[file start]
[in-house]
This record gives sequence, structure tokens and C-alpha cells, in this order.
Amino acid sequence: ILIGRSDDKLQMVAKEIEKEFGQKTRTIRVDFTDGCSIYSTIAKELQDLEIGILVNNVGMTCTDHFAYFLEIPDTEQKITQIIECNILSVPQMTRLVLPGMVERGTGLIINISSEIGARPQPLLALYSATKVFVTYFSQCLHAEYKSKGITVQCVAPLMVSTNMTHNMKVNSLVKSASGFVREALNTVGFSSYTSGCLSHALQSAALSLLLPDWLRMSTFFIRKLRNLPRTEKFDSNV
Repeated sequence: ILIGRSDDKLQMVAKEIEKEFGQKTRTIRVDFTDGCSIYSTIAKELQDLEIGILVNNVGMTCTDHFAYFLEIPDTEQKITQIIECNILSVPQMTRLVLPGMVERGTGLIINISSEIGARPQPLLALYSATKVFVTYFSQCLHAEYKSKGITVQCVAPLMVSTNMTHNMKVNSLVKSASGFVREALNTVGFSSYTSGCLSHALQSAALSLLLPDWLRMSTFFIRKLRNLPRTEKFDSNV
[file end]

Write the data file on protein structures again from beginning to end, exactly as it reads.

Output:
[in-house]
This record gives sequence, structure tokens and C-alpha cells, in this order.
Amino acid sequence: ILIGRSDDKLQMVAKEIEKEFGQKTRTIRVDFTDGCSIYSTIAKELQDLEIGILVNNVGMTCTDHFAYFLEIPDTEQKITQIIECNILSVPQMTRLVLPGMVERGTGLIINISSEIGARPQPLLALYSATKVFVTYFSQCLHAEYKSKGITVQCVAPLMVSTNMTHNMKVNSLVKSASGFVREALNTVGFSSYTSGCLSHALQSAALSLLLPDWLRMSTFFIRKLRNLPRTEKFDSNV
Repeated sequence: ILIGRSDDKLQMVAKEIEKEFGQKTRTIRVDFTDGCSIYSTIAKELQDLEIGILVNNVGMTCTDHFAYFLEIPDTEQKITQIIECNILSVPQMTRLVLPGMVERGTGLIINISSEIGARPQPLLALYSATKVFVTYFSQCLHAEYKSKGITVQCVAPLMVSTNMTHNMKVNSLVKSASGFVREALNTVGFSSYTSGCLSHALQSAALSLLLPDWLRMSTFFIRKLRNLPRTEKFDSNV